California’s job market will continue to grow over the next year or so, but at a pace more sluggish than recent years, according to a closely watched economic prediction that was released Wednesday.
That unsettling outlook was sketched by the latest UCLA Anderson Forecast, an economic barometer that points to a slower pace by next year for payroll jobs, retail sales and personal income throughout California.
One reason why California faces a more sluggish pace of employment growth? Oddly enough it’s because the Golden State is at or near full employment, which is sparked by a very low jobless rate.
Increasingly, employers have been forced to scramble to hire workers, and the protracted search for qualified employees has also curbed the speed at which companies can fill job openings and bring new people on board.
“The issue in California is employers are running out of people who are available to be hired,” said Jerry Nickelsburg, director of the UCLA Anderson Forecast.
Measured by non-farm payroll jobs, California employment will expand by 1.8 percent during 2019, according to the Anderson Forecast. That would be slower growth than the 2 percent job growth statewide in 2018. During 2020, non-farm payrolls are expected to expand by a relatively feeble 0.6 percent in California, the forecasters predicted.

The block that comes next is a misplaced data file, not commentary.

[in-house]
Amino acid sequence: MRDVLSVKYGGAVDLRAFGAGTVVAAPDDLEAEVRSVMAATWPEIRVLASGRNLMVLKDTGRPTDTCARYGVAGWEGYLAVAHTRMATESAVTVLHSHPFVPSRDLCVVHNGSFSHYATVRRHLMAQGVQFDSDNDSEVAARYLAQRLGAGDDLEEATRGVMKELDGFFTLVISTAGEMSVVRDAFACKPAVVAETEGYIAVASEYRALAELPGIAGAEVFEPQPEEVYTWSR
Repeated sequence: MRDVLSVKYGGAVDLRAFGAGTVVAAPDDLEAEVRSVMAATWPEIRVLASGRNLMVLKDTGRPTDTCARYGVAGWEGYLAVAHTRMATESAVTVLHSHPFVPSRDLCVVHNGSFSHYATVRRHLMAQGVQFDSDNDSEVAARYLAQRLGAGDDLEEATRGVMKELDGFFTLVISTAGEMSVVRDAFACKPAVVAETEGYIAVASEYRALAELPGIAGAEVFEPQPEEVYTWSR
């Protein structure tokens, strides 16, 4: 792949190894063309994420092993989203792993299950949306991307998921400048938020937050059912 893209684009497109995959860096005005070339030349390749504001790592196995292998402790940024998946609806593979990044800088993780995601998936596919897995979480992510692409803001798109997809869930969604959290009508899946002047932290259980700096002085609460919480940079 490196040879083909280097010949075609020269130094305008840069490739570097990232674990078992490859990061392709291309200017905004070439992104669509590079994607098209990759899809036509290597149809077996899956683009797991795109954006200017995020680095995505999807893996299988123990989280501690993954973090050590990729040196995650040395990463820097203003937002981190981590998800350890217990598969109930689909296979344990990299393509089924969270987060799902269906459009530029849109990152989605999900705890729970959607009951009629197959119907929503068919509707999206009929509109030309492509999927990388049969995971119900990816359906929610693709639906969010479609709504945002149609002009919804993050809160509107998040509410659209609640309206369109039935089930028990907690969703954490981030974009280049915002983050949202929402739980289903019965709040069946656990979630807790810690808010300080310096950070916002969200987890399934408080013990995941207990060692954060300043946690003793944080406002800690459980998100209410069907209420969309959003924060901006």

Real personal income in California, adjusted for inflation, was 1.1 percent in 2018. Personal income will perk up this year and expand to 3.2 percent. But the pace of income growth will slump in 2020 and expand by just 1.8 percent, according to the Anderson Forecast.
Taxable retail sales, also adjusted for inflation, grew by 2.9 percent in 2018 compared with the year before. But taxable sales will droop to a 2.5 percent growth level in 2019, and then weaken even further in 2020 to a 1.4 percent growth rate, the Anderson Forecast predicted.
The prospect of slower payroll job growth may also surface in the Bay Area.
Jobless rates in the Bay Area are around 3 percent, or even lower, according to Nickelsburg. And they are lower than the statewide and nationwide unemployment rates, he added.
“These low jobless rates mean the Bay Area is at full employment,” Nickelsburg said. “And when you have full employment, you run out of people you can hire.”